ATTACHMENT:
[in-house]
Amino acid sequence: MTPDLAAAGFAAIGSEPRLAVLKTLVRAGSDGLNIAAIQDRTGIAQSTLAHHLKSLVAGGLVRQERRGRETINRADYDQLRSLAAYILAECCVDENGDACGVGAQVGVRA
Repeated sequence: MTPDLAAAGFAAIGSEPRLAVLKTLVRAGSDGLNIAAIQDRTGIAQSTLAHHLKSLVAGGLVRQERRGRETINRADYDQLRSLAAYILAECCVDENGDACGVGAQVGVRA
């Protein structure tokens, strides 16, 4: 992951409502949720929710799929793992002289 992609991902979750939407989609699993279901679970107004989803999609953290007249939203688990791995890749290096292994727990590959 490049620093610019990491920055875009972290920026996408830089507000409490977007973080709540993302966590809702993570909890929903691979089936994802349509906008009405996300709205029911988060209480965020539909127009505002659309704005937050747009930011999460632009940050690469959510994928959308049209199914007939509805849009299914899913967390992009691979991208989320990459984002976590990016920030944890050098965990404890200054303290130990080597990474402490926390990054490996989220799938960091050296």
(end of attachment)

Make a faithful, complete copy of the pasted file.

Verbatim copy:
[in-house]
Amino acid sequence: MTPDLAAAGFAAIGSEPRLAVLKTLVRAGSDGLNIAAIQDRTGIAQSTLAHHLKSLVAGGLVRQERRGRETINRADYDQLRSLAAYILAECCVDENGDACGVGAQVGVRA
Repeated sequence: MTPDLAAAGFAAIGSEPRLAVLKTLVRAGSDGLNIAAIQDRTGIAQSTLAHHLKSLVAGGLVRQERRGRETINRADYDQLRSLAAYILAECCVDENGDACGVGAQVGVRA
């Protein structure tokens, strides 16, 4: 992951409502949720929710799929793992002289 992609991902979750939407989609699993279901679970107004989803999609953290007249939203688990791995890749290096292994727990590959 490049620093610019990491920055875009972290920026996408830089507000409490977007973080709540993302966590809702993570909890929903691979089936994802349509906008009405996300709205029911988060209480965020539909127009505002659309704005937050747009930011999460632009940050690469959510994928959308049209199914007939509805849009299914899913967390992009691979991208989320990459984002976590990016920030944890050098965990404890200054303290130990080597990474402490926390990054490996989220799938960091050296």